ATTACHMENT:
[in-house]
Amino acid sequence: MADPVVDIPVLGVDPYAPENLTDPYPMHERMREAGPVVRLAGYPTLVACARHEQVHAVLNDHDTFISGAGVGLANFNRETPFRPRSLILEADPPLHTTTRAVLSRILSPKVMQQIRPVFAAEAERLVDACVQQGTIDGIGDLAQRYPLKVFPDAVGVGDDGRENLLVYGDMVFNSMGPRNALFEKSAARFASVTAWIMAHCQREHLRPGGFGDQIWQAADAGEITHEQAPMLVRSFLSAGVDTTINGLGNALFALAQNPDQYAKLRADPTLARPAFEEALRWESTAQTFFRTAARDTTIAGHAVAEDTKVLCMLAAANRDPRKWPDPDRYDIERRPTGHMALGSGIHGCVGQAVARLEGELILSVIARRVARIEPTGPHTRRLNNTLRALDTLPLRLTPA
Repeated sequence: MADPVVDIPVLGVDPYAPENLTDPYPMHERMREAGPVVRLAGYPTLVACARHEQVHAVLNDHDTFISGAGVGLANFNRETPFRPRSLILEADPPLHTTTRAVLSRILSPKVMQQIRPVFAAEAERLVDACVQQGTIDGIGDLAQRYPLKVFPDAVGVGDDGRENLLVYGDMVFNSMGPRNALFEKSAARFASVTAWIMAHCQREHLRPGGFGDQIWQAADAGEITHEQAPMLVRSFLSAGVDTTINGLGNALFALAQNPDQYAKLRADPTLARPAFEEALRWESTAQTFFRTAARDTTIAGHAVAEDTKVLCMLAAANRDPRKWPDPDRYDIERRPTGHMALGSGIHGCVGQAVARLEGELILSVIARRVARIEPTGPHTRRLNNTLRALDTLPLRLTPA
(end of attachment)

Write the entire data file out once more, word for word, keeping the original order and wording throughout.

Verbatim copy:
[in-house]
Amino acid sequence: MADPVVDIPVLGVDPYAPENLTDPYPMHERMREAGPVVRLAGYPTLVACARHEQVHAVLNDHDTFISGAGVGLANFNRETPFRPRSLILEADPPLHTTTRAVLSRILSPKVMQQIRPVFAAEAERLVDACVQQGTIDGIGDLAQRYPLKVFPDAVGVGDDGRENLLVYGDMVFNSMGPRNALFEKSAARFASVTAWIMAHCQREHLRPGGFGDQIWQAADAGEITHEQAPMLVRSFLSAGVDTTINGLGNALFALAQNPDQYAKLRADPTLARPAFEEALRWESTAQTFFRTAARDTTIAGHAVAEDTKVLCMLAAANRDPRKWPDPDRYDIERRPTGHMALGSGIHGCVGQAVARLEGELILSVIARRVARIEPTGPHTRRLNNTLRALDTLPLRLTPA
Repeated sequence: MADPVVDIPVLGVDPYAPENLTDPYPMHERMREAGPVVRLAGYPTLVACARHEQVHAVLNDHDTFISGAGVGLANFNRETPFRPRSLILEADPPLHTTTRAVLSRILSPKVMQQIRPVFAAEAERLVDACVQQGTIDGIGDLAQRYPLKVFPDAVGVGDDGRENLLVYGDMVFNSMGPRNALFEKSAARFASVTAWIMAHCQREHLRPGGFGDQIWQAADAGEITHEQAPMLVRSFLSAGVDTTINGLGNALFALAQNPDQYAKLRADPTLARPAFEEALRWESTAQTFFRTAARDTTIAGHAVAEDTKVLCMLAAANRDPRKWPDPDRYDIERRPTGHMALGSGIHGCVGQAVARLEGELILSVIARRVARIEPTGPHTRRLNNTLRALDTLPLRLTPA